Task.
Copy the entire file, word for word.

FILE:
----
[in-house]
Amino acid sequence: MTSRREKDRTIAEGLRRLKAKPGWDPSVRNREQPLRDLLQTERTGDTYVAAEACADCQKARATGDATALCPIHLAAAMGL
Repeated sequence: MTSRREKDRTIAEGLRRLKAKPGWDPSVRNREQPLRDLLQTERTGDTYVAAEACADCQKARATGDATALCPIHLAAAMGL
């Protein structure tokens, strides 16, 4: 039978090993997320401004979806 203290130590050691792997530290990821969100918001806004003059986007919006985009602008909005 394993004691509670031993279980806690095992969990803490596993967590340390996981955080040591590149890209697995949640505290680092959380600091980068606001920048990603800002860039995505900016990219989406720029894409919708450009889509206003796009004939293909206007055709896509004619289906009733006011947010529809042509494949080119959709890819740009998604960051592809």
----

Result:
[in-house]
Amino acid sequence: MTSRREKDRTIAEGLRRLKAKPGWDPSVRNREQPLRDLLQTERTGDTYVAAEACADCQKARATGDATALCPIHLAAAMGL
Repeated sequence: MTSRREKDRTIAEGLRRLKAKPGWDPSVRNREQPLRDLLQTERTGDTYVAAEACADCQKARATGDATALCPIHLAAAMGL
């Protein structure tokens, strides 16, 4: 039978090993997320401004979806 203290130590050691792997530290990821969100918001806004003059986007919006985009602008909005 394993004691509670031993279980806690095992969990803490596993967590340390996981955080040591590149890209697995949640505290680092959380600091980068606001920048990603800002860039995505900016990219989406720029894409919708450009889509206003796009004939293909206007055709896509004619289906009733006011947010529809042509494949080119959709890819740009998604960051592809």